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  5. This is a bad idea. Ham operations for politico is an abuse of the resource and radio service. Use the internet. Get secure there, don't burn individual radio operators. Use Ham radio when there's a real emergency.

    Ham is not secure, not spoof resistant, not anonymous, jammable, licensed, expensive and human intensive. You can fix all of that with sensible use of the internet. And not put radio operators on the front line of your war.

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  6. I disagree - hams have passed safety and welfare traffic for decades. We practice constantly and are expert at long-distance portable operations.

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  7. Hey, don't you guys know the #1 ethical principle of the 20th Century? It was at the end of Trading Places, when the knockout bikini-clad lady was asked whether they should have cracked crab or lobster for lunch.

    "Can't we have both?"

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  8. Why couldn't someone with a 10m HAM radio and general license be on site? Who cares if it's heavy, put it on a golf club caddy, or in bicycle panniers or on a horse or something. Have that be their one job, and have another guy be their bodyguard and/or radio buddy. Preferably someone else with a general license so they can both transmit without the other being present, for if someone gets sick/heat exhaustion/arrested/has to pee etc.

    Also, have more than one station ready in case one is confiscated, malfunctions or is destroyed. You can put up multiple repeaters for different groups of people with the handhelds, and with a scanner one could listen to all the transmissions at once and then digitize them for broadcast on the internet, or different people could be monitoring different frequencies and making decisions.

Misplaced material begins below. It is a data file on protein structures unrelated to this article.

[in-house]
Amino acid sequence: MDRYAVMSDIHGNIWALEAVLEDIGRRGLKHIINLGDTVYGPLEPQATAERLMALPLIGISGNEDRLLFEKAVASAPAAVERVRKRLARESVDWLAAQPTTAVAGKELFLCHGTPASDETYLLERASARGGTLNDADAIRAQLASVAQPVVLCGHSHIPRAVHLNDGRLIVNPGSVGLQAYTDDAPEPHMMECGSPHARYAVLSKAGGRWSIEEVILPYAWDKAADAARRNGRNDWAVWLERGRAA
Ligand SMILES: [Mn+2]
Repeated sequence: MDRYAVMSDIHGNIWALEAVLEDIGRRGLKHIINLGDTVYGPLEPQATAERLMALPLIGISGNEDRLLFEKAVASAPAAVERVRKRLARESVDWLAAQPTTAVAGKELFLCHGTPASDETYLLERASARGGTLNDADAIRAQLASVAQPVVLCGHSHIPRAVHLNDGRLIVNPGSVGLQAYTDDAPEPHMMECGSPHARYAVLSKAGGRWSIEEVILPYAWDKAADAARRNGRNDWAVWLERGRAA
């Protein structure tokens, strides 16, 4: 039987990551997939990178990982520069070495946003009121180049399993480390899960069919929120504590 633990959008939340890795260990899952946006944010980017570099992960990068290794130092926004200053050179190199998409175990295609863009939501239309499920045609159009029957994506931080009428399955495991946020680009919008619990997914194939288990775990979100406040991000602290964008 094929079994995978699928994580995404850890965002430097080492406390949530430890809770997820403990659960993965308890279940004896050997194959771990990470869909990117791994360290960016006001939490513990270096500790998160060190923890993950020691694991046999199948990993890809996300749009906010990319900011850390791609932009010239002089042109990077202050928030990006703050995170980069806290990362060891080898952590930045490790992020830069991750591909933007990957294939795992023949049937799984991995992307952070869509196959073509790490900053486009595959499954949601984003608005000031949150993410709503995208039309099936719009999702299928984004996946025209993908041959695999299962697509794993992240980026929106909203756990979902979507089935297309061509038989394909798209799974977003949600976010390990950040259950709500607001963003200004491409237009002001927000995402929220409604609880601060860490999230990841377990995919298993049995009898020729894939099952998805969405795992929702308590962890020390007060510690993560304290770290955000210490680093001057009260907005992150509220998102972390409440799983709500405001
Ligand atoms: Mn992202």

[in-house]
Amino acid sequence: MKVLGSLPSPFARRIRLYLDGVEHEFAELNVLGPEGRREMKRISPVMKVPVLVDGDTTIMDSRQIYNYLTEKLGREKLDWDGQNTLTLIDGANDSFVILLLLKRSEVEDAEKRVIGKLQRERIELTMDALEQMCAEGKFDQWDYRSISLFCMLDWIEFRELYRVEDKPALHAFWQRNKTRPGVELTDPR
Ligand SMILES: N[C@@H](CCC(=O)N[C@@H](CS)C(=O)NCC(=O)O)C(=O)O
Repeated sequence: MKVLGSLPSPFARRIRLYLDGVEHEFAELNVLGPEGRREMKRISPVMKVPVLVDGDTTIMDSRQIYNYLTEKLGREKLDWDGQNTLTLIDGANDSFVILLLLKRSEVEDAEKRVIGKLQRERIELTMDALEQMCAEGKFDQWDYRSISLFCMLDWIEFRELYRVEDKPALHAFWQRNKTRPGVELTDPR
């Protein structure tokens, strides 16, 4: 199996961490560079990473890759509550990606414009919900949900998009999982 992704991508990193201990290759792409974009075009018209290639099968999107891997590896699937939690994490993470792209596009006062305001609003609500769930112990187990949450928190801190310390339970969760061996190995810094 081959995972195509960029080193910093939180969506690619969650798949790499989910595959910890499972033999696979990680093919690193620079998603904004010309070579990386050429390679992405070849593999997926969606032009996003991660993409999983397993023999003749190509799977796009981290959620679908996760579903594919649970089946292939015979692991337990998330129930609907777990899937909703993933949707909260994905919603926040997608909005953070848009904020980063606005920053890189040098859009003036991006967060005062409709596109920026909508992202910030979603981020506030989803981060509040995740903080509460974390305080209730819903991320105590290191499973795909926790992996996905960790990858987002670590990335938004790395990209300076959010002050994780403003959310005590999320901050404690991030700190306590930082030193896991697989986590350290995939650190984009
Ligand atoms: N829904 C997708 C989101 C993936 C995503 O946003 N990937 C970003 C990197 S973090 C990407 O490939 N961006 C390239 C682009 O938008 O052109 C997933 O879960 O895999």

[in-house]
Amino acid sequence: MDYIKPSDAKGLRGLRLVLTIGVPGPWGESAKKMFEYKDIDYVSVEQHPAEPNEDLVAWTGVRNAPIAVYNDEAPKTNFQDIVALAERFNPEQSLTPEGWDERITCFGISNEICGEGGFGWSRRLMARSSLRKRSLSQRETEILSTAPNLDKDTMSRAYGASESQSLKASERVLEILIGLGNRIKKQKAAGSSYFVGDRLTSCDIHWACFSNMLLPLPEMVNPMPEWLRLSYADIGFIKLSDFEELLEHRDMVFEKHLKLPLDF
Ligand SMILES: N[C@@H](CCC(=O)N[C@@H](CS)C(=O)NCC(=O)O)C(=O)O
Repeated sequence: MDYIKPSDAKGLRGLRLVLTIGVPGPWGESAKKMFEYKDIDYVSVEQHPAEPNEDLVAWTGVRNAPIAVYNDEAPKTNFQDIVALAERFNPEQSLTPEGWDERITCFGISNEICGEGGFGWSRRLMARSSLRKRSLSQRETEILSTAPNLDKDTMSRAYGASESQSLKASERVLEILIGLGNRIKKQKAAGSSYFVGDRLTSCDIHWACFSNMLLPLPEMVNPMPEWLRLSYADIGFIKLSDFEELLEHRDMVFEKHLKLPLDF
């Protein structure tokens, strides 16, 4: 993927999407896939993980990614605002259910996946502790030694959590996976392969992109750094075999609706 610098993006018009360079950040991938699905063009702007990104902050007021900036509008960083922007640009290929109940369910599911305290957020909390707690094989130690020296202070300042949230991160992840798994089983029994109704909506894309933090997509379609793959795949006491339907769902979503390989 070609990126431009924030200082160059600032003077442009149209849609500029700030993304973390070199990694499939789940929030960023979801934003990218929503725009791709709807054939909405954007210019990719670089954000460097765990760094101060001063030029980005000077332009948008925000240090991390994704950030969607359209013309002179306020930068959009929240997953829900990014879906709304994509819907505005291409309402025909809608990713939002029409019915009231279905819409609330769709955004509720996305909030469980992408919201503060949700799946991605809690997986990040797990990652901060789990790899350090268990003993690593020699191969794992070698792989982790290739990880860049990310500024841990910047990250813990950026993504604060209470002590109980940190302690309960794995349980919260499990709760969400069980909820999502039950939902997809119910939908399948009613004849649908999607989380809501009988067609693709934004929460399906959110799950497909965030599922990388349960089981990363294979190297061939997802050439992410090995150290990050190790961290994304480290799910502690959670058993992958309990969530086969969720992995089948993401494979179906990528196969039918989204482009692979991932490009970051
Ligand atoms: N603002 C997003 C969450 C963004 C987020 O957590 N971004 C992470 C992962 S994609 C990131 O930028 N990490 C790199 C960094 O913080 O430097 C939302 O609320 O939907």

Or set up your own private cell towers. This site appears to be obsolete so I found it in Wayback: the Serval Project https://web.archive.org/web/20110930173905/http://www.servalproject.org/

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    1. 10 meter radios are just ah little heaver than a CB radio. Use mobile units that go in cars. They make for great backpack/mountaintop communications. Also TenTech puts out a hand size transceiver for voice and CW. Problem is with all this power is still needed and batteries are heavy.

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  9. There is an app for Android/iPhone/PC called "Zello", it is a push-to-talk app that works VERY well. It has been used successfully by people organizing at the grassroots level in Venezuela and Ukraine.

    Users can contact each other (after approving a request) or you can talk in "groups" (called "channels"). There is currently a Zello channel called, "Cliven Bundy Communications" that would be an EXCELLENT source of real-time communications for those on site and elsewhere.

    Seriously, it's good stuff.

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  10. T.L, good idea. I am not a radio guy,not even tech savvy really. But if we float the idea around Dio,Snake Ind, and others who are will come up with a solution. Plus a back up and a back up plan for the back up.Since almost anything can be jammed or blocked,seems to me several options would be good. I will the post. Been down a long time but I got 3 people who still read me,they can pass it on.
    China
    III

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  11. See i can't even type! I will Link to the post!
    China
    III

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  12. Almost every Militia outfit I know has a HAM set up of one kind or another, even if only UV5R 2 meters. All have GMRS and CB too. Most prepper/survivalist group have the same capability. HAM relay will work, but only to get the info out of the immediate AO, then it would be up to our web-jockeys to publish and disseminate. None of us carry cells when operational, for many reasons.

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    1. Understandable, we need to purchase these radios and start working on it. Sooner the better.

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  13. get a mil. rat rig. Listen to LIBERTY TREE RADIO.

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  14. http://en.wikipedia.org/wiki/Heliograph
    What is old is new again. Not a cure all, but a tool to supplement the very good lines of thought being discussed. I wonder how that would work with IR...

    ReplyDelete